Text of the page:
Switching from swimming to triathlon has given Claire Cashmore a new lease of life as she bids to appear at her fifth Paralympic Games.
A glittering career in the pool culminated in Cashmore's first Paralympic gold in Rio four years ago as part of Great Britain's 4x100m relay team, her eighth medal in all following podium finishes in Athens, Beijing and London.
In search of a fresh challenge, the 32-year-old decided to add running and cycling to her repertoire and has so far made a success of the transition.
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Cashmore is the reigning world champion, while she also won the GBR National Championships in 2019 and picked up a silver at the Paratriathlon European Championships.
Such form raises the tantalising prospect of winning Paralympic medals in two different sports if she qualifies for this year's rearranged Games - an achievement the Redditch-born star admits would be 'hard to put into words.'
"It would be an absolute dream come true," said Cashmore, who competes in the PTS5 classification for paratriathletes with a mild physical impairment.
"Being able to wear that ParalympicsGB tracksuit and represent your country is the most incredible feeling, hence why I'm still doing it.
"It's so addictive and I keep having that hunger to go back again and achieve more. It would be phenomenal to represent ParalympicsGB again in Tokyo.
"As I'm in a new sport, it's completely different and feels like going for the first time again. That buzz and excitement is 100 per cent still there - probably even more so now."
Like athletes across all Paralympic sports, Cashmore was challenged by the initial uncertainty regarding Tokyo 2020 as lockdowns began to take hold across the globe.
But once the Games were rearranged, her focus was renewed - though not without a feeling of being careful what you wish for.
"In January, I felt I was starting to get to grips with triathlon and really understand my body - I remember saying to my coach 'if only we had a bit more time'," Cashmore added.
"A few months later, we did get that extra time and I quite quickly kicked myself!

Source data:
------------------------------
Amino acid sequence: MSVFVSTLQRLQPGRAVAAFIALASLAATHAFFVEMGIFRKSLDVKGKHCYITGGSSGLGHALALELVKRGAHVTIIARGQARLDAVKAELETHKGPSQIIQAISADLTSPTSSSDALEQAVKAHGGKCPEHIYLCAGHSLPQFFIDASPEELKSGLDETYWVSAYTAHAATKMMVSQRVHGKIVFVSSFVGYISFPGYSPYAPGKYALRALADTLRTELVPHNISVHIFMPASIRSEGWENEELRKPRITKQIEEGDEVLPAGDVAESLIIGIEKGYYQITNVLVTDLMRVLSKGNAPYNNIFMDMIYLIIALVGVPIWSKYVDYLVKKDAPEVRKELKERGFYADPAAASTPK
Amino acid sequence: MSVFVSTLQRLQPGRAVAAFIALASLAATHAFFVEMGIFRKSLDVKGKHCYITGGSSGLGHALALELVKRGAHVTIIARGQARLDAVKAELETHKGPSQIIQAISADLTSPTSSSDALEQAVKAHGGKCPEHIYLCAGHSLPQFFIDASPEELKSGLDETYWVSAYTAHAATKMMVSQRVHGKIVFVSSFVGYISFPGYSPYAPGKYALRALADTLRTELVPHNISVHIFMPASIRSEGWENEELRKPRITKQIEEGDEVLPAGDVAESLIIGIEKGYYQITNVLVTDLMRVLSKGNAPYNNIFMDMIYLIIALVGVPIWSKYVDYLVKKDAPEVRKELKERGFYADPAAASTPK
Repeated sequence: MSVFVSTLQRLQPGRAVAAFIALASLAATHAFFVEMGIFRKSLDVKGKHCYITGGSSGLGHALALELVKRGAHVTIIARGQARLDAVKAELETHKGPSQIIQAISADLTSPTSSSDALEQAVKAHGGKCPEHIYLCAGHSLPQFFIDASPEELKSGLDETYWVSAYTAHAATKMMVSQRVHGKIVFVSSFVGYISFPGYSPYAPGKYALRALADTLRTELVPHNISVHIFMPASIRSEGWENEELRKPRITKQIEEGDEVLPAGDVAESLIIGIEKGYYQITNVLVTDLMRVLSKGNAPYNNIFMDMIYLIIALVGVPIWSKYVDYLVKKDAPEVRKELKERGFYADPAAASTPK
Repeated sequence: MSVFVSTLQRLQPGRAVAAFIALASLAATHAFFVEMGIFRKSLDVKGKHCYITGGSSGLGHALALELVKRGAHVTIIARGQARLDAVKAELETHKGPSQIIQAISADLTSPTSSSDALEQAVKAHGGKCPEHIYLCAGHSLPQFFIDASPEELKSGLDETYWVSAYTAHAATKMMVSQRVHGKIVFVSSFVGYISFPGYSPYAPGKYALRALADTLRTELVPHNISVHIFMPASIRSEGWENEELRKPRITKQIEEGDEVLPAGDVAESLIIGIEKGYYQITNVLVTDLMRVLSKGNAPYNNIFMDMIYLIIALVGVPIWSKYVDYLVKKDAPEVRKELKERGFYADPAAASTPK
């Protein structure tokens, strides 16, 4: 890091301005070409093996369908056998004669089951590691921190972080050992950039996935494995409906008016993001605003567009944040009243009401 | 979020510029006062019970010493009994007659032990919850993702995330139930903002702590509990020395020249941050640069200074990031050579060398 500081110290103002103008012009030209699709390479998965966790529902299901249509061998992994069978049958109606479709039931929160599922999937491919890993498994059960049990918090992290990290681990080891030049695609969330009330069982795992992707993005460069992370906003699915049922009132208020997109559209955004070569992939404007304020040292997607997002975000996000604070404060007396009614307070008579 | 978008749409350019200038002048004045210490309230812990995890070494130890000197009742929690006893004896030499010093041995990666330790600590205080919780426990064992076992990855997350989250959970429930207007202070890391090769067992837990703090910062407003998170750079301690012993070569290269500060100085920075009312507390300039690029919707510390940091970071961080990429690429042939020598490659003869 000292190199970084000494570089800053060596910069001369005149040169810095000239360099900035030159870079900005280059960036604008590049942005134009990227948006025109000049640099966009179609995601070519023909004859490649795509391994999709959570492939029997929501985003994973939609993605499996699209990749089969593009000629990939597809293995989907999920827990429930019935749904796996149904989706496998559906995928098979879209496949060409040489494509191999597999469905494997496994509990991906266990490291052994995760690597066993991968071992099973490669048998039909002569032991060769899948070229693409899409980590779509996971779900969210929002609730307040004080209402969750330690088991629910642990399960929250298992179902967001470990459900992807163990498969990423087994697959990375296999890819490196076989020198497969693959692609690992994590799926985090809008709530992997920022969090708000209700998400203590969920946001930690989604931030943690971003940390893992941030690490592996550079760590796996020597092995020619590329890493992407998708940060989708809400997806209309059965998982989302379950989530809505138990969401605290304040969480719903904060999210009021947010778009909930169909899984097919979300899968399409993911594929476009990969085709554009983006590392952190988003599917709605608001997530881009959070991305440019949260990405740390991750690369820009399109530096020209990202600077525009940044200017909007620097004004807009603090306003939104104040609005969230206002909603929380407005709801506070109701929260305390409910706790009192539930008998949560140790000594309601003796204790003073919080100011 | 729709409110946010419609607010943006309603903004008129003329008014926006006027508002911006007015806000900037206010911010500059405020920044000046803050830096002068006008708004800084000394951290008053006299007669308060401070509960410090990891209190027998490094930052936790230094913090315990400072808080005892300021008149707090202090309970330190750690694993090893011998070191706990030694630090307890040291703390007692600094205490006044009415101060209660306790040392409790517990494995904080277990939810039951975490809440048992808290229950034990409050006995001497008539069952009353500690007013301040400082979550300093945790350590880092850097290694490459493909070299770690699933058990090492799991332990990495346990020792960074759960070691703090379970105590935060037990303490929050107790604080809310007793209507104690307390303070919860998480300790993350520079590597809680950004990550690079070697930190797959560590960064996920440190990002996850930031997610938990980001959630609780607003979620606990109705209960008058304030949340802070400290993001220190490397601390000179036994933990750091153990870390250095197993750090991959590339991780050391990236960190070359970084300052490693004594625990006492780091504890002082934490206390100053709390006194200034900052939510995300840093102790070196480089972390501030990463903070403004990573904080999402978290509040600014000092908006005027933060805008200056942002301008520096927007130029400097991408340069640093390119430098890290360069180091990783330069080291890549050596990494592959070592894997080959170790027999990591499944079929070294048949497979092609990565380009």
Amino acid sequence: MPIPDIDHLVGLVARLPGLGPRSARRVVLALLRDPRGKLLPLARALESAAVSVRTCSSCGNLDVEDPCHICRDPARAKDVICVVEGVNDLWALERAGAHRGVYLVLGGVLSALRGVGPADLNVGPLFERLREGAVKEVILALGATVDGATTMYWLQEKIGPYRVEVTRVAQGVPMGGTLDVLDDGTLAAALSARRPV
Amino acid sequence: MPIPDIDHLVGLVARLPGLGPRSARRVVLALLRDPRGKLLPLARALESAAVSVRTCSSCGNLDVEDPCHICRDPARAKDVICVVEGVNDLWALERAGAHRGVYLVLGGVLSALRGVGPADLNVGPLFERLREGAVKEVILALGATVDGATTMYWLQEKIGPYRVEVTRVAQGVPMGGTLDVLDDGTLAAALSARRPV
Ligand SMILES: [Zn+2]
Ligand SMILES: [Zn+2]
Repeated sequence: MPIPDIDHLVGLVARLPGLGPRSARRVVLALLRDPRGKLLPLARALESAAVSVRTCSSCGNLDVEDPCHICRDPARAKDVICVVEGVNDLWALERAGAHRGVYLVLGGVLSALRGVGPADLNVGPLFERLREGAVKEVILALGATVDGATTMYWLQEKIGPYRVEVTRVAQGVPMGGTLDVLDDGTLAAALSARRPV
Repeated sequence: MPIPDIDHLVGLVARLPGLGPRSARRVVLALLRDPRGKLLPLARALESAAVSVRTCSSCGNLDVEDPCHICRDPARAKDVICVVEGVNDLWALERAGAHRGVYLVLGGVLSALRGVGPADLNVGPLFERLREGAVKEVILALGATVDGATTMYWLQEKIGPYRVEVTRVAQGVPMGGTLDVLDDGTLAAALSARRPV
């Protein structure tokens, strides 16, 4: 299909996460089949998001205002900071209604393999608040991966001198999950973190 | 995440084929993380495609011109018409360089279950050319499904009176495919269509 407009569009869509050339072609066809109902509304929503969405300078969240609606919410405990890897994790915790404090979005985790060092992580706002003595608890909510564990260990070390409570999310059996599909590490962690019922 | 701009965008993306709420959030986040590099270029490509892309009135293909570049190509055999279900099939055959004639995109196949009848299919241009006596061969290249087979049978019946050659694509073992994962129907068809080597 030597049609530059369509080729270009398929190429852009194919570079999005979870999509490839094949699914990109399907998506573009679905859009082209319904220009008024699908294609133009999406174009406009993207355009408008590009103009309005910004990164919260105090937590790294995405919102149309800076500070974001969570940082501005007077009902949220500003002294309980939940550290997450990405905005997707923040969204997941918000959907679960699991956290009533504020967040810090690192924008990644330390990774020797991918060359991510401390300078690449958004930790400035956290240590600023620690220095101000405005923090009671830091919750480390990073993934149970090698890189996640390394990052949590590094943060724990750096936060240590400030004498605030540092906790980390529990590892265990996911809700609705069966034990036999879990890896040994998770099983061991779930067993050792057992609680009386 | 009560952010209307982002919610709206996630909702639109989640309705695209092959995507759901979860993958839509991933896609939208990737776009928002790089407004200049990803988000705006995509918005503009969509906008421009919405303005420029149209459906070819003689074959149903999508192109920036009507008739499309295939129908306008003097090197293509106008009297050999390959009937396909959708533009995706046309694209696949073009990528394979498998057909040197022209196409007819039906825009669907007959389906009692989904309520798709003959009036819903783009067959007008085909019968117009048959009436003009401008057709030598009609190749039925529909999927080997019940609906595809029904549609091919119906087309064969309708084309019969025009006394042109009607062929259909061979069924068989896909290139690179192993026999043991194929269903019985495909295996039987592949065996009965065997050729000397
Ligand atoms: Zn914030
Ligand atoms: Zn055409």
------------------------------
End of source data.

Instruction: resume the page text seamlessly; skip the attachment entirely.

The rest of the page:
"But I kept saying to myself: 'you wanted this time - how are you going to use it?'
"I was thinking about my rivals making progress to stop myself taking my foot off the gas. It would have been quite easy to lose that motivation, but I knew I needed to use that time wisely.
"I had to be creative - we bought a paddling pool for the garden, which was freezing - and not being able to use the main pool allowed me to really increase my run and bike volume.
"We have been lucky to have a couple of competitions. British Triathlon put some domestic events on and I took part in a local event in Shrewsbury alongside able-bodied competitors, which was really good to blow out the cobwebs.
"I performed really well in those events and hopefully that stands me in good stead for next year."
Despite an impressive haul of medals since beginning her paratriathlon career, Cashmore has not had it all her own way.
But having overcome some early setbacks, she now has her sights firmly set on breaking new ground in a sport she has taken to her heart since making the switch.
"It might seem it has been smooth but there have been quite a few challenges," she said.
"In my first World Championships I got knocked off the bike and it was a massive knock to my confidence.
"But that's all part of the journey and you need moments like that to appreciate the highs when they come.
"On the whole, it has gone as well as I would have hoped and I hope it will only get better - I still think there's potential to improve.
"My ambition is to really raise the bar of the sport and increase participation. That would be something I'd love to see leading into Paris [2024] and a big aim of mine.
"It's cool to step outside your comfort zone, try something completely different and freshen things up. The triathlon community is really special and different to what I've been involved in.
"I love the fact you can go to races and have the top Olympic guys there, like the Brownlee brothers, all the way down to young kids or a 98-year-old.
"That mass participation is really good and the people involved are so friendly. They love what they're doing and there is so much passion, which is really refreshing.
"I'm absolutely loving it, it's a brilliant sport and I'm so glad I made the move. It was 100 per cent the right thing for me to do."
Claire is part of the British Triathlon performance programme which is supported by UK Sport and the National Lottery. For more information on Claire, view her profile here: https://www.britishtriathlon.org/gb-teams/elite-team/athletes.
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